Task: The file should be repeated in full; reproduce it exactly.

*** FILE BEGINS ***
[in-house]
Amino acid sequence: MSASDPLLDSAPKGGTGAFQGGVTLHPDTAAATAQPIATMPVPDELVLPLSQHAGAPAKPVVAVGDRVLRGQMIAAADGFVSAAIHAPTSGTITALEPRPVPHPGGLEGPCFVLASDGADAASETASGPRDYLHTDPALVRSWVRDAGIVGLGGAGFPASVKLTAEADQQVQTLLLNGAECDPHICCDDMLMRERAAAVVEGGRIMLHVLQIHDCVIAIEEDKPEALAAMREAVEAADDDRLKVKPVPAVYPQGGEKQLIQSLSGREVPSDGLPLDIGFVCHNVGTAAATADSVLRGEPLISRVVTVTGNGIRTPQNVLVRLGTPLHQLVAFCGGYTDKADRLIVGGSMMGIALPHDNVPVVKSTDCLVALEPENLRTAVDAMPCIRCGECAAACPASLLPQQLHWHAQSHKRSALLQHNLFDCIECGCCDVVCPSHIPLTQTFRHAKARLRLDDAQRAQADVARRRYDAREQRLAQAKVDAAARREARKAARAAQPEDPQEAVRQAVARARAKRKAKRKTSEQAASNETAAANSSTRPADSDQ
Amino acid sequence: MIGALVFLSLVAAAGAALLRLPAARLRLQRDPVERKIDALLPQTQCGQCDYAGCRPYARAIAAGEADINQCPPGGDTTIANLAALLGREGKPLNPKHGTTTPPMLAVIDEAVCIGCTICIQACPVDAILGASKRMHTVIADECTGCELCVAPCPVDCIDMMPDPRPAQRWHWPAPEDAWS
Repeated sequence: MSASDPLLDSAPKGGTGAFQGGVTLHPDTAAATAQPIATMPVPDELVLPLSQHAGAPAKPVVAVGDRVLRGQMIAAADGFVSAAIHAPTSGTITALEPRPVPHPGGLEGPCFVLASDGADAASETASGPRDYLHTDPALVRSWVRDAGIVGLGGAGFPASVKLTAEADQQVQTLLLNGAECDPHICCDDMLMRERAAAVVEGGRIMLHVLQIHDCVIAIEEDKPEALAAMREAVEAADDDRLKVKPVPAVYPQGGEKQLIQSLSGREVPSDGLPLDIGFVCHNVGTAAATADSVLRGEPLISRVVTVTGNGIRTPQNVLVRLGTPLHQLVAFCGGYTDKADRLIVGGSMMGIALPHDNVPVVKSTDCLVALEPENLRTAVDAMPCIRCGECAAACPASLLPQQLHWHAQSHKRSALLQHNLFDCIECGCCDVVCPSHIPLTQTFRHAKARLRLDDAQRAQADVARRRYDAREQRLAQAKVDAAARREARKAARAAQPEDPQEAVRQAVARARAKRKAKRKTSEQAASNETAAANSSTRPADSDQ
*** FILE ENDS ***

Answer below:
[in-house]
Amino acid sequence: MSASDPLLDSAPKGGTGAFQGGVTLHPDTAAATAQPIATMPVPDELVLPLSQHAGAPAKPVVAVGDRVLRGQMIAAADGFVSAAIHAPTSGTITALEPRPVPHPGGLEGPCFVLASDGADAASETASGPRDYLHTDPALVRSWVRDAGIVGLGGAGFPASVKLTAEADQQVQTLLLNGAECDPHICCDDMLMRERAAAVVEGGRIMLHVLQIHDCVIAIEEDKPEALAAMREAVEAADDDRLKVKPVPAVYPQGGEKQLIQSLSGREVPSDGLPLDIGFVCHNVGTAAATADSVLRGEPLISRVVTVTGNGIRTPQNVLVRLGTPLHQLVAFCGGYTDKADRLIVGGSMMGIALPHDNVPVVKSTDCLVALEPENLRTAVDAMPCIRCGECAAACPASLLPQQLHWHAQSHKRSALLQHNLFDCIECGCCDVVCPSHIPLTQTFRHAKARLRLDDAQRAQADVARRRYDAREQRLAQAKVDAAARREARKAARAAQPEDPQEAVRQAVARARAKRKAKRKTSEQAASNETAAANSSTRPADSDQ
Amino acid sequence: MIGALVFLSLVAAAGAALLRLPAARLRLQRDPVERKIDALLPQTQCGQCDYAGCRPYARAIAAGEADINQCPPGGDTTIANLAALLGREGKPLNPKHGTTTPPMLAVIDEAVCIGCTICIQACPVDAILGASKRMHTVIADECTGCELCVAPCPVDCIDMMPDPRPAQRWHWPAPEDAWS
Repeated sequence: MSASDPLLDSAPKGGTGAFQGGVTLHPDTAAATAQPIATMPVPDELVLPLSQHAGAPAKPVVAVGDRVLRGQMIAAADGFVSAAIHAPTSGTITALEPRPVPHPGGLEGPCFVLASDGADAASETASGPRDYLHTDPALVRSWVRDAGIVGLGGAGFPASVKLTAEADQQVQTLLLNGAECDPHICCDDMLMRERAAAVVEGGRIMLHVLQIHDCVIAIEEDKPEALAAMREAVEAADDDRLKVKPVPAVYPQGGEKQLIQSLSGREVPSDGLPLDIGFVCHNVGTAAATADSVLRGEPLISRVVTVTGNGIRTPQNVLVRLGTPLHQLVAFCGGYTDKADRLIVGGSMMGIALPHDNVPVVKSTDCLVALEPENLRTAVDAMPCIRCGECAAACPASLLPQQLHWHAQSHKRSALLQHNLFDCIECGCCDVVCPSHIPLTQTFRHAKARLRLDDAQRAQADVARRRYDAREQRLAQAKVDAAARREARKAARAAQPEDPQEAVRQAVARARAKRKAKRKTSEQAASNETAAANSSTRPADSDQ